It's not too late to send a shoebox packed with goodies to children in need this Christmas.
With the festive season fast approaching, the Team Hope Christmas shoebox appeal has moved online so that those who didn't get a chance to fill a box before the deadline can now still take part at the click of a button.
People can donate €15 for an online shoebox, decide whether they would like the gift to be for a boy, a girl or both and Team Hope will do the rest.
"Our annual Christmas shoebox appeal helps bring joy, laughter and hope to children living on the margins of society and victims of war, disease or poverty in some of the world's most underdeveloped countries," said Niall Barry, Team Hope executive director.
"Our new online shoebox is a great idea for anyone who hasn't had the time to go shopping, can't get out or just never got round to it," he said.
The charity's team in Kenya will use the money donated to create a Christmas gift and give it to a needy child in one of the poorest rural parts of that country.
Team Hope is an interdenominational Christian development aid charity, working with children and, through them, into their families and communities in eastern Europe, the former Soviet Union and Africa.
It is best known for its annual shoebox appeal, but also helps children all year round, many in families surviving on less than €1 a day, through a variety of community development projects.
Since it was established, the Irish charity has delivered almost 2.8 million shoeboxes filled with goodies.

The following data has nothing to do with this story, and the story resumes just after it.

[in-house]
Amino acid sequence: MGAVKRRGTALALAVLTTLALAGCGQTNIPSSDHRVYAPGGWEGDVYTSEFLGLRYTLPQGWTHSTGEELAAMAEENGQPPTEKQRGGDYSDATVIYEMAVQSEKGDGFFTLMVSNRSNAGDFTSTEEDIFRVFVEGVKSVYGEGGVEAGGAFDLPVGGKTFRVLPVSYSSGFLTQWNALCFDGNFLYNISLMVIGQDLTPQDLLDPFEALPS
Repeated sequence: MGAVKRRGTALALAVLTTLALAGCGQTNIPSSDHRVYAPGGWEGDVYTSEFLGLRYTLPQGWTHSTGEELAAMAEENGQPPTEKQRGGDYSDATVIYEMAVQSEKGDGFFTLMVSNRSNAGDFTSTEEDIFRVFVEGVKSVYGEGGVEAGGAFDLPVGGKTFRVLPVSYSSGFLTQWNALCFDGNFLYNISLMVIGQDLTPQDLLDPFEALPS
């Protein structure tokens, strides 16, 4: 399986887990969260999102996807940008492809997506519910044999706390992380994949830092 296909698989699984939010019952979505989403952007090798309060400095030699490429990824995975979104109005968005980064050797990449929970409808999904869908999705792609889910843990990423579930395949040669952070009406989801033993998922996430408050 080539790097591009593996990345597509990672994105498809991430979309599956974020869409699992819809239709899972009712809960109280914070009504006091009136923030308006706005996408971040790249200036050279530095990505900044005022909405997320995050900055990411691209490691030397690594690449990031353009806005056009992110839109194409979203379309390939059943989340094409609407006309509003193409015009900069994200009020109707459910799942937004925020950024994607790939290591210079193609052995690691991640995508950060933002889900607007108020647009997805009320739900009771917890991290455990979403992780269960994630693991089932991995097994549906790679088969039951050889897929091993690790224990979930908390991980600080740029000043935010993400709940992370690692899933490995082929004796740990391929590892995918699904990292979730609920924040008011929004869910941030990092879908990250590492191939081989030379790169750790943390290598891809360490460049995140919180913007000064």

Every year, thousands of Irish volunteers, students, parents and community leaders come together to pack shoeboxes that are then delivered to children in need.
People had been asked to fill a shoebox with a range of simple Christmas gifts and drop it off at one of many designated collection points this month.
The charity checks to make sure the boxes meet all customs and safety requirements, seal it and send it on its way by truck or container.
Team Hope's network of partners then delivers it right into a child's hands in places such as hospitals, schools, shelters, churches, orphanages, community centres or family homes.
As an optional extra and with local leaders' agreement, it also gives a Christmas card explaining where the box came from and all about Ireland.
However, thanks to the latest development, there is still time for Irish people to donate to the shoebox appeal online.
Among the types of gifts people tend to put in the boxes are pens and pencils, toothbrushes and toothpaste and small clothing items such as hats, scarves and gloves.
Some also donate treats including sunglasses, games or toys.
For more information about the Team Hope Christmas Shoebox Appeal or to get involved, see www.teamhope.ie